Chivukula et al. reported a language SMA syndrome and recovery with reorganization as evidenced by BOLD activation in the contralateral pre-SMA in 2 patients.16 In one of the patients, they attributed the right pre-SMA reorganization to partial resection of the left pre-SMA during removal of an oligodendroglioma (fMRI performed 64 months postoperatively). In the other patient, they ascribed right pre-SMA reorganization to resection of the left frontal aslant tract (fMRI performed 32 months postoperatively). The frontal aslant tract is a white matter tract that connects the ipsilateral pre-SMA to the ipsilateral Broca’s area.16,17 It has been found to be highly associated with deficits in articulatory planning and speech initiation with direct electrical stimulation.18 In our case, the left pre-SMA was not resected and DTI demonstrated that the left frontal aslant tract was intact. This may account for the “temporary,” as opposed to “permanent,” reorganization of fMRI activation to the right pre-SMA. In another study, Baker et al. described a previously unknown part of the frontal aslant tract that passes through the corpus callosum to connect the ipsilateral premotor area to the contralateral SMA and premotor area.19 They proposed that this tract maintains interhemispheric connectivity between these regions and thus may serve as a potential mechanism of recovery from language SMA syndrome.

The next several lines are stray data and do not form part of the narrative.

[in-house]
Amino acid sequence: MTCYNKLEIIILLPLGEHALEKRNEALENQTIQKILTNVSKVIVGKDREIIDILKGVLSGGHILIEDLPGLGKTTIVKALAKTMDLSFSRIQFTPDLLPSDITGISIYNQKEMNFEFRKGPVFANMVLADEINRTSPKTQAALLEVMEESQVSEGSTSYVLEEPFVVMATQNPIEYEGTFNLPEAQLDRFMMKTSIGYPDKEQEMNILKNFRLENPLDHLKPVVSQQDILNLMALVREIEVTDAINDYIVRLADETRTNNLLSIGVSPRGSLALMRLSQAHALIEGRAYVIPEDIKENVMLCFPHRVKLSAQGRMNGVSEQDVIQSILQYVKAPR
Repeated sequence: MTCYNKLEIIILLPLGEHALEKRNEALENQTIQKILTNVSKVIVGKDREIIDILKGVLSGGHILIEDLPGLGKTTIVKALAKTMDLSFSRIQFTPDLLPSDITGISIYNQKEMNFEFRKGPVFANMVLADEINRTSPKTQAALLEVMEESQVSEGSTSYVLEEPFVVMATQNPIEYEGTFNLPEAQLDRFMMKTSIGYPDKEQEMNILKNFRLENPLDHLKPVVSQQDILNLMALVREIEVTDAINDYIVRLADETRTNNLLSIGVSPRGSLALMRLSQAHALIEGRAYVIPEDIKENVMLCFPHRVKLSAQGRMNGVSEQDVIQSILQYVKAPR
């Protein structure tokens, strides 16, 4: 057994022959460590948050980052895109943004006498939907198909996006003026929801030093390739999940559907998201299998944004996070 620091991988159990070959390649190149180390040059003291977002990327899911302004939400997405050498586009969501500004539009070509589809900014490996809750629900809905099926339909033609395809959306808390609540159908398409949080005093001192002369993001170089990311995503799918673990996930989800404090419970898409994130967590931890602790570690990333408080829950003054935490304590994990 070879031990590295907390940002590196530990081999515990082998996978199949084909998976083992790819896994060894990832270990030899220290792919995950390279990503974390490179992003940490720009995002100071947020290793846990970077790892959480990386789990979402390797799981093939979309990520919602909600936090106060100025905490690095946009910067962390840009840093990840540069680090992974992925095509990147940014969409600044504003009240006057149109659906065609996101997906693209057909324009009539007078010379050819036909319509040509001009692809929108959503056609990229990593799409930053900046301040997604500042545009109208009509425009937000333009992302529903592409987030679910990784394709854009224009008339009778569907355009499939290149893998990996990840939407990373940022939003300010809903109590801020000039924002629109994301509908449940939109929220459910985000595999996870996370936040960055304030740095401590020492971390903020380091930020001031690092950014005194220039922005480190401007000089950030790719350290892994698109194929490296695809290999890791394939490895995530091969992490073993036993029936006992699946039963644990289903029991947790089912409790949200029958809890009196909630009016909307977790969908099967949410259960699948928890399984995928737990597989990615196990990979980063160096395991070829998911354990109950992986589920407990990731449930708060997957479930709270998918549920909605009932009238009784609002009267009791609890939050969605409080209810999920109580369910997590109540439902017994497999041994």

We noted increased volume and equal activation of the BOLD signal in the left Broca’s area and the right Broca’s homolog during the SMA syndrome. We hypothesize that the right Broca’s homolog activation is attributable to an attempted “futile” compensation, which may temporarily interfere with language SMA recovery. This activation pattern is particularly evident on the category fluency paradigm at 12 days postoperatively (Fig. 3B) coinciding with the speech aphasia.

Our findings are somewhat analogous to those of Sato et al., who found that individuals who stutter lack functional lateralization for auditory speech processing, as opposed to nonstutterers, who display left-hemisphere dominance for phonemic stimuli.20

It can be argued that the lack of left pre-SMA activity observed 12 days postoperatively may be attributed to postsurgical changes at the resection cavity near the SMA, which resulted in neurovascular uncoupling of the BOLD response; however, this alone does not explain the other BOLD activation patterns in this case.

Conclusions

This case report demonstrates novel pre- and postoperative fMRI findings in the development and recovery of a pure language SMA syndrome. A larger sample size and prospective studies are needed to better elucidate the mechanism of recovery from a language SMA syndrome using task-based fMRI and to establish improved predictors of recovery. Further studies using resting-state functional connectivity analyses in the perioperative period may also be useful.

Disclosures

Dr. Wefel is a consultant for Angiochem, Bayer, Juno, Novocure, and Vanquish Oncology.

Author Contributions

Conception and design: Kumar, Quirarte, Liu, Lang. Acquisition of data: all authors. Analysis and interpretation of data: all authors. Drafting the article: Kumar, Quirarte. Critically revising the article: all authors. Reviewed submitted version of manuscript: all authors. Approved the final version of the manuscript on behalf of all authors: Kumar. Study supervision: Kumar, Lang.

References

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    Rostomily RC , Berger MS , Ojemann GA , Lettich E . Postoperative deficits and functional recovery following removal of tumors involving the dominant hemisphere supplementary motor area . J Neurosurg . 1991 ;75 (1 ):62 68 .

    • Search Google Scholar
    • Export Citation
  • 2

    Bannur U , Rajshekhar V . Post operative supplementary motor area syndrome: clinical features and outcome . Br J Neurosurg . 2000 ;14 (3 ):204 210 .

    • Search Google Scholar